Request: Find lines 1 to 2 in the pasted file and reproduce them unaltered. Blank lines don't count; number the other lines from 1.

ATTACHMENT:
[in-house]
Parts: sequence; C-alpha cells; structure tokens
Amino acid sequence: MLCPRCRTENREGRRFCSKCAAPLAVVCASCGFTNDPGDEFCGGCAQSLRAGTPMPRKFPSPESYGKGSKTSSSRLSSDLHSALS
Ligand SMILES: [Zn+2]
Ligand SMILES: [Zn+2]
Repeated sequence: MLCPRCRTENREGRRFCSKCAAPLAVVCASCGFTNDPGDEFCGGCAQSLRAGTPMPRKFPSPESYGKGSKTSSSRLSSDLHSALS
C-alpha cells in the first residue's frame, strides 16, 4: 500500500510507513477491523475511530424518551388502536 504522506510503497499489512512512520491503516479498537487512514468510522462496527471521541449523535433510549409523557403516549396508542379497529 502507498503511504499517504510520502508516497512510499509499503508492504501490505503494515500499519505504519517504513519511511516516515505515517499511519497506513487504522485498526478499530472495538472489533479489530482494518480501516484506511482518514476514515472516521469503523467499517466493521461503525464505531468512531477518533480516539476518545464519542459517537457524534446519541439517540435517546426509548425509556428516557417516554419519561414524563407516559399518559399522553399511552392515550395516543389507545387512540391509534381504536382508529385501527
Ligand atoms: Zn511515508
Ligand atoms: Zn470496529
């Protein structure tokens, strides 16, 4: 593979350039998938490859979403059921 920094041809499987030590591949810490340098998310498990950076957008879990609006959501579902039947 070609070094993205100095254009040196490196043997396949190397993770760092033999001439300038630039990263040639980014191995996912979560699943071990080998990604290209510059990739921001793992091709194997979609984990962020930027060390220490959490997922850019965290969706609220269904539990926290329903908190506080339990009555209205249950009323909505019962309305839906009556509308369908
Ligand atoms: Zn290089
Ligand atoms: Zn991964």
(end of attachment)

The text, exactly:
[in-house]
Parts: sequence; C-alpha cells; structure tokens